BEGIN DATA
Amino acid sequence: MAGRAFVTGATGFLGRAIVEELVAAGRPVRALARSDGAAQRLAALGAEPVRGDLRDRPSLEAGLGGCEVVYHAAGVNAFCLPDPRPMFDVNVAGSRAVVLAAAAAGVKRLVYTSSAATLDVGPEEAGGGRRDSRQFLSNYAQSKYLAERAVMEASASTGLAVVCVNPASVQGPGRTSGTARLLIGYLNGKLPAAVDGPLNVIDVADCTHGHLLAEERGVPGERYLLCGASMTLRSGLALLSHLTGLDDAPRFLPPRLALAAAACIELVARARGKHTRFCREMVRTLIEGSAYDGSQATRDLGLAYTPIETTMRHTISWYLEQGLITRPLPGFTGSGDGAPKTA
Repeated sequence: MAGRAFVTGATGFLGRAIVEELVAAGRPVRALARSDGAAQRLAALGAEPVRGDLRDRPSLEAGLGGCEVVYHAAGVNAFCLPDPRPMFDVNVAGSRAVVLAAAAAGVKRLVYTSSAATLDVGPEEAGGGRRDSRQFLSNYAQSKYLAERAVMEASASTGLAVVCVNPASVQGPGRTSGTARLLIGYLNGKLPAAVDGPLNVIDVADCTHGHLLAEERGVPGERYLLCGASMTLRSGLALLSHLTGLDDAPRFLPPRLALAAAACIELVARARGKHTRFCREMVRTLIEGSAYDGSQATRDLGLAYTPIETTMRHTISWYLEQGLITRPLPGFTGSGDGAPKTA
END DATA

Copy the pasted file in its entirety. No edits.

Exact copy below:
Amino acid sequence: MAGRAFVTGATGFLGRAIVEELVAAGRPVRALARSDGAAQRLAALGAEPVRGDLRDRPSLEAGLGGCEVVYHAAGVNAFCLPDPRPMFDVNVAGSRAVVLAAAAAGVKRLVYTSSAATLDVGPEEAGGGRRDSRQFLSNYAQSKYLAERAVMEASASTGLAVVCVNPASVQGPGRTSGTARLLIGYLNGKLPAAVDGPLNVIDVADCTHGHLLAEERGVPGERYLLCGASMTLRSGLALLSHLTGLDDAPRFLPPRLALAAAACIELVARARGKHTRFCREMVRTLIEGSAYDGSQATRDLGLAYTPIETTMRHTISWYLEQGLITRPLPGFTGSGDGAPKTA
Repeated sequence: MAGRAFVTGATGFLGRAIVEELVAAGRPVRALARSDGAAQRLAALGAEPVRGDLRDRPSLEAGLGGCEVVYHAAGVNAFCLPDPRPMFDVNVAGSRAVVLAAAAAGVKRLVYTSSAATLDVGPEEAGGGRRDSRQFLSNYAQSKYLAERAVMEASASTGLAVVCVNPASVQGPGRTSGTARLLIGYLNGKLPAAVDGPLNVIDVADCTHGHLLAEERGVPGERYLLCGASMTLRSGLALLSHLTGLDDAPRFLPPRLALAAAACIELVARARGKHTRFCREMVRTLIEGSAYDGSQATRDLGLAYTPIETTMRHTISWYLEQGLITRPLPGFTGSGDGAPKTA